Sea Bean by Sally Huband

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Reviewed by Hayley Anderton

This is a book I’ve been anticipating for a couple of years. I think I first heard about it via Stephen Rutt, a nature writer I greatly admire; if he was enthusiastic, I was intrigued. Around the same time, I came across a couple of Huband’s pieces in anthologies, such as Antlers of Water, and was properly hooked. She’s a remarkable writer – it’s no surprise that she won a Scottish Book Trust new writers award in 2017. Part of that award was mentorship from Sara Maitland, another writer I have a lot of time for; it’s another link in the chain of connections which characterise this book. 

When I finally saw a notice for Sea Bean in The Bookseller it focused on trauma and healing – which are certainly elements of this book, but far from its whole story, and to frame it primarily in those terms does the book a disservice in my opinion. A much more accurate, and I hope enticing, way to describe it is as an exploration of interconnections. 

My first connection with Sea Bean is that Huband lives in Shetland, close to where I grew up. The second came when I opened the envelope my proof copy came in; it had a postcard with a lino cut of a message in a bottle. A few years ago, my father found a bottle on a Shetland beach that allowed him to renovate an old phone box. It seemed like a good omen – and later I found his story alluded to – another connection. 

Huband moved to Shetland in 2011 with her husband and baby son. The house they’ve been living in isn’t child friendly and they’re struggling to find another one. Motherhood doesn’t appear to be compatible with progression in her academic career either, so when her husband is offered a job in Shetland it sounds like it was an easy decision to go. 

Unfortunately for Sally the changes to come are more profound than she might reasonably have expected. Pregnancy triggers chronic illness and her hopes of finding a relevant job that would cover the cost of childcare don’t materialise. It’s a difficult period of readjustment and reinvention that will be broadly familiar to many, maybe all, woman (and plenty of men too). The specifics are unique to each of us, but the experience of compromise is universal and falls particularly heavily on mothers.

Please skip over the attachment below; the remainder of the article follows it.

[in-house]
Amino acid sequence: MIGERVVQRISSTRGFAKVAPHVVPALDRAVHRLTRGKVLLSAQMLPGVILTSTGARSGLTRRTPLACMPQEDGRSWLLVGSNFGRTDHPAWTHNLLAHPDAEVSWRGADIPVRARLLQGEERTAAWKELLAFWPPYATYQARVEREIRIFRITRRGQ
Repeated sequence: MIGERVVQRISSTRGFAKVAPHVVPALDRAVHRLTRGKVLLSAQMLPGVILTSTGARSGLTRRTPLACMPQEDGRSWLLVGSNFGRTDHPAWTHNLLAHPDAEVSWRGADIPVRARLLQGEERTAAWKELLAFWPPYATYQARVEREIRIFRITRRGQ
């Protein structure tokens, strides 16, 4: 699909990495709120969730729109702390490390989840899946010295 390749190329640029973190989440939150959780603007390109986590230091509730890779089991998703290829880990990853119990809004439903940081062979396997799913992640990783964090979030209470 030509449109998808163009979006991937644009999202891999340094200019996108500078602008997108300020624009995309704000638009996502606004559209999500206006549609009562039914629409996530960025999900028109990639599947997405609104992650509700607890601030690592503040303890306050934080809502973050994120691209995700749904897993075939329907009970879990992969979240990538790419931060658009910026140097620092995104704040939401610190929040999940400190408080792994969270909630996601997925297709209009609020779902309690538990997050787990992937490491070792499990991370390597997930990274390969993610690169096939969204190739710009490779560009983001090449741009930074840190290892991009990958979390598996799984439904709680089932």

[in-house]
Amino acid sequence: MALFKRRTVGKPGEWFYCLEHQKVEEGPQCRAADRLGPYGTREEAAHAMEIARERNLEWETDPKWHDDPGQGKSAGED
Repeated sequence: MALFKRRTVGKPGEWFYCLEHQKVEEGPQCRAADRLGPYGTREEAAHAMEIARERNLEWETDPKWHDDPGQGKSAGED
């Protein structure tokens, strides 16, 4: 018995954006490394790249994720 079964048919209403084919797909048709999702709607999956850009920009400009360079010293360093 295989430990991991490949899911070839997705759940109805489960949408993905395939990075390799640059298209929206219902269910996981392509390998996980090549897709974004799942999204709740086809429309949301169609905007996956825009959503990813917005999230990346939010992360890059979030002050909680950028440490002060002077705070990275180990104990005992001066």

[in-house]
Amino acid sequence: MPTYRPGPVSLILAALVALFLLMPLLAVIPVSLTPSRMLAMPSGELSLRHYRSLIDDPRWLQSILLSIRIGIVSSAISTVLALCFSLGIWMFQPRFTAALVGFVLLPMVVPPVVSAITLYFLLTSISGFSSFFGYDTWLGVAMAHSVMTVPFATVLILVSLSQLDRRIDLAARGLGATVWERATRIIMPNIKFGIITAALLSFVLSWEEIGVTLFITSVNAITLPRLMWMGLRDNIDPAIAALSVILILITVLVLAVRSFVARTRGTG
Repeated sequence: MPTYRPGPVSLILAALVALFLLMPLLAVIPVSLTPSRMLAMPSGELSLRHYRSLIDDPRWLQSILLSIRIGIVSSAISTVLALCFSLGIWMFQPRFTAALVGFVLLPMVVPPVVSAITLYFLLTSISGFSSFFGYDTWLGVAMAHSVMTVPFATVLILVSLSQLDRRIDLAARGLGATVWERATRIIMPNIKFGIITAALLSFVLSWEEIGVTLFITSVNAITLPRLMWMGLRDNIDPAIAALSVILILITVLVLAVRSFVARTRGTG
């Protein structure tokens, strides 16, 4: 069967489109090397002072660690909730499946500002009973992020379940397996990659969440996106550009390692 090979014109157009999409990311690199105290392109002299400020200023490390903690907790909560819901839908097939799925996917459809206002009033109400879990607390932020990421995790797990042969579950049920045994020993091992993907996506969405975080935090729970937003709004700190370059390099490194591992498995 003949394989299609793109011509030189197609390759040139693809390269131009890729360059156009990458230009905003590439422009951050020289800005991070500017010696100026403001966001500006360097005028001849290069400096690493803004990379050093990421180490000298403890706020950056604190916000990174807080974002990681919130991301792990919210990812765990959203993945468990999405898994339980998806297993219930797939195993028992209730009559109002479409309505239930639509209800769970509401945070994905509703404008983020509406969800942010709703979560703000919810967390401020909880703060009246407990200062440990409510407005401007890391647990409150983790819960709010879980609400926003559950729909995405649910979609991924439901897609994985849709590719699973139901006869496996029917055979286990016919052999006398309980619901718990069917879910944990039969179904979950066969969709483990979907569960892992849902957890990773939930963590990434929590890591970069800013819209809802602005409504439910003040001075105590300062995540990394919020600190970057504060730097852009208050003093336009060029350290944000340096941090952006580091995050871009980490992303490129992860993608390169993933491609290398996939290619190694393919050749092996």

The way Huband writes about undoubtedly difficult things is matter of fact and honest. I’d say brave, but that has a condescending ring to it which feels wrong to me. Unselfish might be a better description, as the more personal episodes seem to me to be shared in the spirit of letting others know they are not alone if they’ve felt the same.

It’s the sea that connects islands and island communities, and it is the sea, or more specifically beach combing, that is the conduit for Sally to move forward. It starts with curiosity about the things she finds on her walks, and volunteering for wildlife monitoring projects, both of which build webs of connection within Shetland and far beyond it. She writes and learns, contributes, and makes contacts that take her to Orkney, Faroe, and Texel with and without her family, and all the time there’s the hope of finding one particular object on the shoreline – a sea bean; the seed of a tropical plant that has crossed oceans before being washed up on a foreign beach.

I will read anything with a Shetland connection, but this is easily one of the best books on Island life I’ve come across. It’s the acknowledgement that something can feel like freedom and be oppressive at the same time (distance, being surrounded by the sea, and above all the weather), the challenges of maintaining personal integrity and building a community of care in what can sometimes be a stifling community of place. Sally has spoken out on contentious local issues where there’s real pressure to remain silent, but her voice amongst others has led to real and positive change.

Her succinct summery of what’s happening with the local windfarm development is an example of something that’s proved beyond the control of local people to change. The power generated will be cabled down to mainland Scotland, Shetland will be left to deal with the consequences of becoming an industrialised landscape just as its beaches collect the consequent rubbish of other industries. 

There’s also much to be hopeful about here. A generation that both notices and cares about the changes it’s seeing in climate and environment. Small signs of things that can change for the better and joy in the things that can be saved, and overall, the author’s enduring curiosity; for the islands she has made home, their history, folklore, wildlife, for the wider world beyond, and for all the connections it brings. It’s a remarkable book full of the resilience of islanders and women, truly something to celebrate. 

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Sally Huband, Sea Bean (Hutchinson Heinemann 2023). 978-1529152470, 334pp., hardback.

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